Frankford Arsenal Primer Pocket Swager
As most reloaders know, primers in military ammunition are crimped in place to prevent them from backing out under combat conditions. If a primer backs out and falls into the action of a rifle, especially an AR-platform, the action will frequently jam and put the user at great risk on the battlefield.
Over the years, reloaders have come up with a variety of ways to remove the crimp from military cases, from drills to chamfering tools. However, these methods frequently result in unusable brass, because the primer pockets became oversized in the process and would not hold a primer securely. Enter a variety of primer pocket swaging tools that allowed the reloader to salvage military brass and render it reloadable.
A friend of ours recently asked why bother with military brass? Why not buy or pick up commercial brass and call it good? This is a valid question and the answer is money. Except for target shooters, most shooters who reload do so to save a bit of money, as well as having the satisfaction of loading their own ammunition.
To answer the first question, we will pick two common military and commercial cartridges as examples:
New Brass Costs averages the following, plus or minus a few bucks:
.223 Remington (5.56x45mm) - $62.50 per 250
Clean Range Brass Costs - mixed commercial and military head stamps averages:
.223 Remington (5.56x45mm) - $53.50 per 1000 ($13.38 per 250)
One can readily see that clean range brass, either picked up at your local gun range, or purchased, is substantially cheaper than new brass. If your favorite rifle is chambered for military rounds, it is definitely more economical to use range brass, which means you need a good primer pocket swaging tool.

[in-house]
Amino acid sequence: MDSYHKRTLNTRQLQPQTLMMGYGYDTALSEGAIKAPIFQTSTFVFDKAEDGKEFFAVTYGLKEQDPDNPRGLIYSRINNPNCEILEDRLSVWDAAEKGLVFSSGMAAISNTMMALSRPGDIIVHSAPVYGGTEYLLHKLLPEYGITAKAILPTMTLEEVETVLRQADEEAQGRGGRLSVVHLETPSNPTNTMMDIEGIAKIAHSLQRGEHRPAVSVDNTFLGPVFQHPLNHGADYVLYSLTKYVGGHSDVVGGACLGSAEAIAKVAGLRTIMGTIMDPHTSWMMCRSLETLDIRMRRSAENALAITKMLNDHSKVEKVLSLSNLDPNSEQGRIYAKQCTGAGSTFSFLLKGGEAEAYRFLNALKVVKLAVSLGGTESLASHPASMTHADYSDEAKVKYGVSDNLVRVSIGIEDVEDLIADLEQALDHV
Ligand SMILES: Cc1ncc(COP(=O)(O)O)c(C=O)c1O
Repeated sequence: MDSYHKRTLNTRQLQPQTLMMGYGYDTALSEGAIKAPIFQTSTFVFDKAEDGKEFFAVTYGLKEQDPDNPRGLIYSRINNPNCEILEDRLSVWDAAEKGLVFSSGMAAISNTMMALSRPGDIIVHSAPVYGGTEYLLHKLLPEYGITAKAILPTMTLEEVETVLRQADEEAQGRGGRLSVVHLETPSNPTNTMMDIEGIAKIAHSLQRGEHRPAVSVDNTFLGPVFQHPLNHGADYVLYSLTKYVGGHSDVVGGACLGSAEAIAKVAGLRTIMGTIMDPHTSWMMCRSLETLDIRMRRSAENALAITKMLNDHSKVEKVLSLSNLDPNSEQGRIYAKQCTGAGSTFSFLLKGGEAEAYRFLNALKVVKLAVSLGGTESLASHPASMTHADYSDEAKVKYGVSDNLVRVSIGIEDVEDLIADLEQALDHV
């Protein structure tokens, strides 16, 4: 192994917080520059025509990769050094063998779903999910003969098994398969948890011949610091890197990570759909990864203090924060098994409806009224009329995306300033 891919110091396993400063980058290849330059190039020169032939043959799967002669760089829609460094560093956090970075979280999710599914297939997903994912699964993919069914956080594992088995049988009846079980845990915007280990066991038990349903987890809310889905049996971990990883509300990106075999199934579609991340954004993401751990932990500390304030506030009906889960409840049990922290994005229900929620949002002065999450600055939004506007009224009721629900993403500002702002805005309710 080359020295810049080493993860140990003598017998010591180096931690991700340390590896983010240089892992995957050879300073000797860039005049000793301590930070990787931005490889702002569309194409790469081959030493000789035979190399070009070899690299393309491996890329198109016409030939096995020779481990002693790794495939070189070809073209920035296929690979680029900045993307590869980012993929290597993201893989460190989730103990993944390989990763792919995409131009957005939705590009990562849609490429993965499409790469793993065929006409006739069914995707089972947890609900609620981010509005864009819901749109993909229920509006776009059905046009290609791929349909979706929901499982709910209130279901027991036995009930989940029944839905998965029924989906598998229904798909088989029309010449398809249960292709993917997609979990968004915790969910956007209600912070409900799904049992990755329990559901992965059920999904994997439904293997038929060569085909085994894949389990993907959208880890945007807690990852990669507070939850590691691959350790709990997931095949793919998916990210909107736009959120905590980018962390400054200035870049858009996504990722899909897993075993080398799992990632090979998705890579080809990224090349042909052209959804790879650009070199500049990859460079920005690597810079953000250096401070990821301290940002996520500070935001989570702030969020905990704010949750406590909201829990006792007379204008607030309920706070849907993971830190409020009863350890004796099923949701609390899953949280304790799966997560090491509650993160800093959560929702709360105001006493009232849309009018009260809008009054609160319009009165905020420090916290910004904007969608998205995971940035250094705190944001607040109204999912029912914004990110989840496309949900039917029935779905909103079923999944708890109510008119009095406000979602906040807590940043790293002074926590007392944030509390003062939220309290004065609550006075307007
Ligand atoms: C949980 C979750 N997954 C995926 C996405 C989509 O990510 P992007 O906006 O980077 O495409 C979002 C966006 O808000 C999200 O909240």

The Frankford Arsenal swaging tool is robust, to say the least. No, that does not sufficiently describe it. The frame is a very solid, heavy and precision piece of die-cast aluminum with four 3/8 inch mounting holes. We seriously doubt that you could ever wear it out. In fact, it reminds us of the early Pacific presses, which never wore out, either.
This tool is accompanied by the usual advertising hyperbole: ergonomic upright design, adjustable handle, quick change swage pin for large and small primers, etc. Truth be known, we expect all of that for a tool of this type.
What impressed us was the adjustable brass positioning knob in the front to ensure that the swaging pin is centered on the primer pocket and the auto-eject case pin holder that works for both small and large cases. (Large and small case holders are included.)
This tool is solid and works very well. It is easy to change the swaging pin from small to large primers and it comes with both sizes. With a 2019 MSRP of $99.99, it will pay for itself very quickly if you are a serious reloader.
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